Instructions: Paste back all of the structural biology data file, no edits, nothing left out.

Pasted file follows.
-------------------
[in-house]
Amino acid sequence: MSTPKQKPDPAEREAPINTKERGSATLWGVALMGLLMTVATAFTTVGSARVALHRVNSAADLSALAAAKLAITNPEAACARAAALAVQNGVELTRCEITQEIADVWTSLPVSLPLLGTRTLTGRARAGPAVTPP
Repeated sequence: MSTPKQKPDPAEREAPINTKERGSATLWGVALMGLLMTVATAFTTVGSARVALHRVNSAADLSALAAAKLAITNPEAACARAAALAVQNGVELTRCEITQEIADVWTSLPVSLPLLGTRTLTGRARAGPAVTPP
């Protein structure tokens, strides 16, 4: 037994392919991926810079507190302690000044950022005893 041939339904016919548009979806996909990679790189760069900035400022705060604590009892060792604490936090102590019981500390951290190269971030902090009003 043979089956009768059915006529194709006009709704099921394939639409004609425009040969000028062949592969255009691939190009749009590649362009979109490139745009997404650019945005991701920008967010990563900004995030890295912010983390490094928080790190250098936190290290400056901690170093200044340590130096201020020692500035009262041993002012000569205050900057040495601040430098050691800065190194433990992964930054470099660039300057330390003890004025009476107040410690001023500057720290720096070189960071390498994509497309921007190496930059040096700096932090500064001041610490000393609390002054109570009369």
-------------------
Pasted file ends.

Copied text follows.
[in-house]
Amino acid sequence: MSTPKQKPDPAEREAPINTKERGSATLWGVALMGLLMTVATAFTTVGSARVALHRVNSAADLSALAAAKLAITNPEAACARAAALAVQNGVELTRCEITQEIADVWTSLPVSLPLLGTRTLTGRARAGPAVTPP
Repeated sequence: MSTPKQKPDPAEREAPINTKERGSATLWGVALMGLLMTVATAFTTVGSARVALHRVNSAADLSALAAAKLAITNPEAACARAAALAVQNGVELTRCEITQEIADVWTSLPVSLPLLGTRTLTGRARAGPAVTPP
């Protein structure tokens, strides 16, 4: 037994392919991926810079507190302690000044950022005893 041939339904016919548009979806996909990679790189760069900035400022705060604590009892060792604490936090102590019981500390951290190269971030902090009003 043979089956009768059915006529194709006009709704099921394939639409004609425009040969000028062949592969255009691939190009749009590649362009979109490139745009997404650019945005991701920008967010990563900004995030890295912010983390490094928080790190250098936190290290400056901690170093200044340590130096201020020692500035009262041993002012000569205050900057040495601040430098050691800065190194433990992964930054470099660039300057330390003890004025009476107040410690001023500057720290720096070189960071390498994509497309921007190496930059040096700096932090500064001041610490000393609390002054109570009369």